The giant bounded to the truck in one leap. The truck's suspension groaned as he hopped into the bed and lay down on his side. He had to work hard to scrunch his huge frame into the uncomfortably tight space.
The old man yanked a lever on the side of the truck. A motor pulled a canvas tarp along a metal track, sealing up the giant in the back. The old man stopped the cover short of the giant's head. “So we're straight,” he said, “this is town we're talking about now. That means people, so no screwing around. I can only keep you safe if you stay out of sight.”
The old man started the tarp back up. As the cover reached the end of its track, he missed the giant's mischievous grin.
Charlie Lawson saw his opening. He spun the steering wheel, and his white Lamborghini wailed past
's lame Dodge Charger. Charlie's
, was back in the lead.
Charlie checked the map at the top of the screen for the other racers. He was scorching
from Spring Green;
, the Viroqua motormouth;
from Muscoda; and
a girl from his school. Man, he loved beating these guys.
His best and only real friend, Trenton Mullins, had moved to Germany at the beginning of summer. He joined Charlie's dad and brother on the list of people who'd split and left Charlie alone in boring Richland Center. His only escape from the monotony of small-town life was
Total Turbo 4: Danger Ahead
. He dominated the game and had spent the whole summer racing online instead of hanging out at the pool like everyone else. Now that school had started, he'd already gotten in trouble a couple of times for being late because he had a good race going.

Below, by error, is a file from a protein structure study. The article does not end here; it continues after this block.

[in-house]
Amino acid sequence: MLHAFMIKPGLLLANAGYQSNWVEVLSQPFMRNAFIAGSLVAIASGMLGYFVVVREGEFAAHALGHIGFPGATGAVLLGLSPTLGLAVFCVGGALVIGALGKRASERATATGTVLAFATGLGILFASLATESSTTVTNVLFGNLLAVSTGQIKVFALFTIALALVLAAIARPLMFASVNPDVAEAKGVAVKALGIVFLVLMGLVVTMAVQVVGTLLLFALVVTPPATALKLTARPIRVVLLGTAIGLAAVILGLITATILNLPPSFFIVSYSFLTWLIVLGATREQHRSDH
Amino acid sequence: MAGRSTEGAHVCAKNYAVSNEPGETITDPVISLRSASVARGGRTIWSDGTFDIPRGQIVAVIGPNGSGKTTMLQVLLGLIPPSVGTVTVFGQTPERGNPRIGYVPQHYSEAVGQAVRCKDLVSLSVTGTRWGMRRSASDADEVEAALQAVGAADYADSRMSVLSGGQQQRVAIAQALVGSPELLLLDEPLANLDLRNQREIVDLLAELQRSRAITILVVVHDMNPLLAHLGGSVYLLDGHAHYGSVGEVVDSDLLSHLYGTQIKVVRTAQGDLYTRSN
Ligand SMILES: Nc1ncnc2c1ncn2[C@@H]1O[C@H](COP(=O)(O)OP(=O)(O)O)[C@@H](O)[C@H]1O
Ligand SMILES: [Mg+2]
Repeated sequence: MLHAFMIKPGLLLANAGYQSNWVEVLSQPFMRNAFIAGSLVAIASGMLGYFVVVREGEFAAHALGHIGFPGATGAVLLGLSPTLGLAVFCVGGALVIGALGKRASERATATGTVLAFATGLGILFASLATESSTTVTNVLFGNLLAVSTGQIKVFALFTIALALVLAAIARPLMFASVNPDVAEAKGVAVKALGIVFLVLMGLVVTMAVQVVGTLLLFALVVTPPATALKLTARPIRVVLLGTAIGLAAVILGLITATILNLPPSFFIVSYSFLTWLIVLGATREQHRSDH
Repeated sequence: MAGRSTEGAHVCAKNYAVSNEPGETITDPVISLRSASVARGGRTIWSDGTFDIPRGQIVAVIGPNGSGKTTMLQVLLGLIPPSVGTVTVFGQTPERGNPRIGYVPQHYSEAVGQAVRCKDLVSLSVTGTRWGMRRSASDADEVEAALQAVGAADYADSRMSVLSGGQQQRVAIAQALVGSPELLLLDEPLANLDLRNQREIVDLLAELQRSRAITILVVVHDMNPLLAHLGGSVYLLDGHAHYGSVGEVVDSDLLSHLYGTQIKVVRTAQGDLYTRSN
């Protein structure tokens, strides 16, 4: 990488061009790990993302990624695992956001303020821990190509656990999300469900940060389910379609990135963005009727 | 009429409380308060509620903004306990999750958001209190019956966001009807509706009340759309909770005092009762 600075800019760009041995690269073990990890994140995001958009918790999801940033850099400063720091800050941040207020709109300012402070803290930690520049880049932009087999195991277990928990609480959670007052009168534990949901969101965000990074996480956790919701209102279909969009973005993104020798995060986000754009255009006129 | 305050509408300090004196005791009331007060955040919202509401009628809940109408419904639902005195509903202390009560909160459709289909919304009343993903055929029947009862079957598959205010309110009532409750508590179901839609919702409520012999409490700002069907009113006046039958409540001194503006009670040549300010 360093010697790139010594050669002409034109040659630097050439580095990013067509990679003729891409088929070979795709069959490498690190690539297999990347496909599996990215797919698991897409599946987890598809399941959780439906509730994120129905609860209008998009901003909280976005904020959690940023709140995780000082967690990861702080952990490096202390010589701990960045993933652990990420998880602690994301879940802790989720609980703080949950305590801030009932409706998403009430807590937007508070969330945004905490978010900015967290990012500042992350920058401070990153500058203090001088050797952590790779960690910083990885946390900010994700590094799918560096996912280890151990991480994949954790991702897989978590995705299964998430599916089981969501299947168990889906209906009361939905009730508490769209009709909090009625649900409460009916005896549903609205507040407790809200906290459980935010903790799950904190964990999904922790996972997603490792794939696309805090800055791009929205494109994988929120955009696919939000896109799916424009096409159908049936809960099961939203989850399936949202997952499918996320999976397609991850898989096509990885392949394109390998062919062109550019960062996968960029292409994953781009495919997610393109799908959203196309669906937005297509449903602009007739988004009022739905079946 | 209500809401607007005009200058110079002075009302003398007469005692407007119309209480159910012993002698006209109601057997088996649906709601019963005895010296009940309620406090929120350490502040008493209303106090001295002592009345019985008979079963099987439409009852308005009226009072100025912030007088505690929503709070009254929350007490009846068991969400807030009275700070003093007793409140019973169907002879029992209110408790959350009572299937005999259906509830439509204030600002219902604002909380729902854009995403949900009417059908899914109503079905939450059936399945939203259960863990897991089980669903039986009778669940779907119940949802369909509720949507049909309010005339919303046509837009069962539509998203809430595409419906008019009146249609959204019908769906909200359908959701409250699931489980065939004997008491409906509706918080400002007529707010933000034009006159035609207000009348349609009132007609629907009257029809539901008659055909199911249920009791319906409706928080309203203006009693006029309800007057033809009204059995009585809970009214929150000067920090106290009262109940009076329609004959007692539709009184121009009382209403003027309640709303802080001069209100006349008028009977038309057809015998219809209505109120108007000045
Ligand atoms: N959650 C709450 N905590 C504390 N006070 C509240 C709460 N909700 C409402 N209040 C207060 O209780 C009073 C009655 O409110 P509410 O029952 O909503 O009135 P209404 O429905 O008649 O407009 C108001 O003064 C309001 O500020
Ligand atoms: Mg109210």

“Looks like you got another one,
in Charlie's headset.
“The only thing he's got,” hissed an obnoxious new voice, “is a major problem. Me.”
Charlie checked the map again. A new car had entered the race. A pitch-black Porsche driven by someone with the boring username
was bullying its way through the field and coming up fast.
roared unscathed through police gunfire on an airport runway, muscling
right off the course with a nasty bump move before settling in behind Charlie's Lamborghini. The two cars were locked in a battle for the finish line with one turn remaining: a hard ninety-degree corner. Charlie laughed at
's audacity. “Bring it, buddy!” He took the turn low, jumping his foot from the brake to the accelerator to put this new guy in his place.
The Porsche zipped right around him. Charlie cringed as
flew first across the finish line, shouting “Game over!” through the headset.
Charlie threw down the wheel onto his unmade bed and kicked the foot controls away. He shook his shaggy, ash-blond hair in disbelief.
had stolen the race, handing Charlie his first loss in months. It was even more humiliating than the time in fifth grade when Mrs. Hendricks got on the loudspeaker to call him to the office because his mom had brought his snow pants.
On-screen, “Another race?” blinked in taunting red letters.
Charlie fired up the next course. He'd been playing for five hours, even skipped dinner, but that didn't matter. He wanted revenge, to kick this guy's butt and prove the win had been a fluke, especially as he heard
's voice crackle through the headset:
“Let's do this thing again,
âunless you're scared?”